DENVER – Two snowmobilers caught and killed in an avalanche near Rollins Pass. Two people partially buried in separate avalanches near Loveland Pass and Red Mountain Pass. Another human-triggered avalanche last Saturday.
Those were just four of the more than 50 avalanches the Colorado Avalanche Information Center (CAIC) documented over the weekend. Now, officials are urging those heading to the backcountry to plan ahead before their trip and be mindful of conditions across Colorado’s mountains as the number of deaths from these incidents continues to grow.
Backcountry avalanche conditions were dangerous or considerable in most of Colorado's mountains on Monday morning, a CAIC official wrote on the center’s Facebook page, warning that human-triggered avalanches were likely in seven of the twelve forecast zones.
By Monday night, avalanche danger for the northern and central mountains was downgraded but remained moderate to considerable for both Tuesday Wednesday and as a “multi-wave” storm system approaches Colorado, with the first wave arriving Monday night and bringing up to six or more inches of snow to western portions of the central mountains, according to the center’s forecast discussion.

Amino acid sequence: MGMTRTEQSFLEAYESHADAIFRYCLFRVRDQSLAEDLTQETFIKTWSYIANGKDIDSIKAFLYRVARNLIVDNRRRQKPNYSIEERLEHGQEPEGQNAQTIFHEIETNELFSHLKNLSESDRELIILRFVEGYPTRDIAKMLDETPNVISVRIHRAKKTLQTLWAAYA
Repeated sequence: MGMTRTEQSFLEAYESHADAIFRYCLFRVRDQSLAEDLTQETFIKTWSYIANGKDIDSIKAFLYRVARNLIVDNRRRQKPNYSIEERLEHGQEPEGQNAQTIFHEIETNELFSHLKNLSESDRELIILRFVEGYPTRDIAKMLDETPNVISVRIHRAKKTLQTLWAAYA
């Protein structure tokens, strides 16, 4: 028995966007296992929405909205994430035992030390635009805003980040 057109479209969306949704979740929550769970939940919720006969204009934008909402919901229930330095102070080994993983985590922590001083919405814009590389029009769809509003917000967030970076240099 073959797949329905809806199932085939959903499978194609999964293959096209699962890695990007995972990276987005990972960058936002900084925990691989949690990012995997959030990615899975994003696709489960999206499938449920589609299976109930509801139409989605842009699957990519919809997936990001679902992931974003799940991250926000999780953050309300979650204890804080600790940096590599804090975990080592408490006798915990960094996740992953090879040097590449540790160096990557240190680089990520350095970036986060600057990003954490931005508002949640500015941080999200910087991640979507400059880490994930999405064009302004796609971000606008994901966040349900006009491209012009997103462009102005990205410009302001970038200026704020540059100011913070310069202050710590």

“In some zones with a MODERATE (Level 2 of 5) danger, avalanches are becoming harder to trigger, but their potential size remains deadly,” officials wrote, warning Coloradans they could trigger large and deadly avalanches without seeing obvious warning signs of unstable snow on a slope.
“There may not be cracking or collapsing before the slope shatters. You may be the first or fifth down the pitch. The slide may break far away or far above you. Conditions like this require careful and cautious route planning,” they wrote.
For those taking to the backcountry this week, officials said you should dial slope angles back and give yourself lots of space around steep slopes. Conditions like the ones CAIC is reporting “require disciplined route finding,” they said.
“Stick with your conservative plan, despite the lack of instability evidence or the siren lure of soft snow. Conditions like this require patience,” they said in on their Facebook page.
If you haven’t done so, you should consider taking a Level 1 avalanche course and be backcountry ready by bringing a transreceiver, shovel and probe at a minimum if you’re heading out to the slopes.
Most importantly, CAIC urges you to check the avalanche forecast for the area where you’ll be recreating.
If you’re interested in learning more about avalanche awareness, Summit County Rescue Group is partnering up with the Colorado Avalanche Information Center to host a workshop on Jan. 14 10 a.m.-2 p.m. at their training grounds at the Frisco Adventure Park.